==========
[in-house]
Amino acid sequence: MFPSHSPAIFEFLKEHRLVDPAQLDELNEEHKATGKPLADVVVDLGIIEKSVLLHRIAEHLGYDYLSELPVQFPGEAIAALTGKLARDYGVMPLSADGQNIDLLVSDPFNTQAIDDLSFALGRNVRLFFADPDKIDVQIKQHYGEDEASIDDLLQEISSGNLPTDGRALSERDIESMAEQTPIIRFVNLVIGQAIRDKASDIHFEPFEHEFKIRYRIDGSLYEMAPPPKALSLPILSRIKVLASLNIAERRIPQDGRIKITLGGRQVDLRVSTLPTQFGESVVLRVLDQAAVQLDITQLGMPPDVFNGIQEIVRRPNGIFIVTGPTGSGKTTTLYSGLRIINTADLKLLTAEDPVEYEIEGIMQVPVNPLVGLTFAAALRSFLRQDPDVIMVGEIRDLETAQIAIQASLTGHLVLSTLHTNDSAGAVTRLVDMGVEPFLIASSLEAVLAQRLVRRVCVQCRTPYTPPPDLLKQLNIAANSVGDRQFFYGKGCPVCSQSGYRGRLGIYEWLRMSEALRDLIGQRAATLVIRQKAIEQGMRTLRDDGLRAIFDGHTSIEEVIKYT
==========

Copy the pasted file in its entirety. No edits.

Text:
[in-house]
Amino acid sequence: MFPSHSPAIFEFLKEHRLVDPAQLDELNEEHKATGKPLADVVVDLGIIEKSVLLHRIAEHLGYDYLSELPVQFPGEAIAALTGKLARDYGVMPLSADGQNIDLLVSDPFNTQAIDDLSFALGRNVRLFFADPDKIDVQIKQHYGEDEASIDDLLQEISSGNLPTDGRALSERDIESMAEQTPIIRFVNLVIGQAIRDKASDIHFEPFEHEFKIRYRIDGSLYEMAPPPKALSLPILSRIKVLASLNIAERRIPQDGRIKITLGGRQVDLRVSTLPTQFGESVVLRVLDQAAVQLDITQLGMPPDVFNGIQEIVRRPNGIFIVTGPTGSGKTTTLYSGLRIINTADLKLLTAEDPVEYEIEGIMQVPVNPLVGLTFAAALRSFLRQDPDVIMVGEIRDLETAQIAIQASLTGHLVLSTLHTNDSAGAVTRLVDMGVEPFLIASSLEAVLAQRLVRRVCVQCRTPYTPPPDLLKQLNIAANSVGDRQFFYGKGCPVCSQSGYRGRLGIYEWLRMSEALRDLIGQRAATLVIRQKAIEQGMRTLRDDGLRAIFDGHTSIEEVIKYT